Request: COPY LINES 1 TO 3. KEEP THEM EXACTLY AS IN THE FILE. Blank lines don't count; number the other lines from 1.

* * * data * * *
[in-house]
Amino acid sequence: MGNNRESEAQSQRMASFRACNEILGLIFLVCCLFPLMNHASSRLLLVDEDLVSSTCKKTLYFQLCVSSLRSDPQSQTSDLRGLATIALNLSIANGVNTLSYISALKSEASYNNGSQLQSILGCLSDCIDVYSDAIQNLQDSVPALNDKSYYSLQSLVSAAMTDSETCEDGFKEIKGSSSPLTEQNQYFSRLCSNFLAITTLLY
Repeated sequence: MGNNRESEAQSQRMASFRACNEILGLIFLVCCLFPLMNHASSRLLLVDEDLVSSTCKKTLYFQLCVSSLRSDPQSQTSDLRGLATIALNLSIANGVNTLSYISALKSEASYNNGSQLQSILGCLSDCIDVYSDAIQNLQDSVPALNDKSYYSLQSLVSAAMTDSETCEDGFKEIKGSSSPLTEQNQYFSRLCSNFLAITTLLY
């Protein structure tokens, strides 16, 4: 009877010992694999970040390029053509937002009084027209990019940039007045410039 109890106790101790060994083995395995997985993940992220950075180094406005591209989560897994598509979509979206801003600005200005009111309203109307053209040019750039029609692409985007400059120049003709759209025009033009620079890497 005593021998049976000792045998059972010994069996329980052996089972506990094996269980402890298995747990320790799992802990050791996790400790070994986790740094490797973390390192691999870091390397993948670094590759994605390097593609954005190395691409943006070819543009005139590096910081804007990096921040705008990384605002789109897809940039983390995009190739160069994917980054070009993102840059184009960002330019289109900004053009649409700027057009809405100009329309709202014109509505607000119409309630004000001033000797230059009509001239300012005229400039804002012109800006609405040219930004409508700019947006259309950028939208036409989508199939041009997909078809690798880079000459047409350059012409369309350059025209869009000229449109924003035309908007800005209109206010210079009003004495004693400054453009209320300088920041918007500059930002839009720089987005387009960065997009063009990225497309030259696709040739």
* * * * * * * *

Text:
[in-house]
Amino acid sequence: MGNNRESEAQSQRMASFRACNEILGLIFLVCCLFPLMNHASSRLLLVDEDLVSSTCKKTLYFQLCVSSLRSDPQSQTSDLRGLATIALNLSIANGVNTLSYISALKSEASYNNGSQLQSILGCLSDCIDVYSDAIQNLQDSVPALNDKSYYSLQSLVSAAMTDSETCEDGFKEIKGSSSPLTEQNQYFSRLCSNFLAITTLLY
Repeated sequence: MGNNRESEAQSQRMASFRACNEILGLIFLVCCLFPLMNHASSRLLLVDEDLVSSTCKKTLYFQLCVSSLRSDPQSQTSDLRGLATIALNLSIANGVNTLSYISALKSEASYNNGSQLQSILGCLSDCIDVYSDAIQNLQDSVPALNDKSYYSLQSLVSAAMTDSETCEDGFKEIKGSSSPLTEQNQYFSRLCSNFLAITTLLY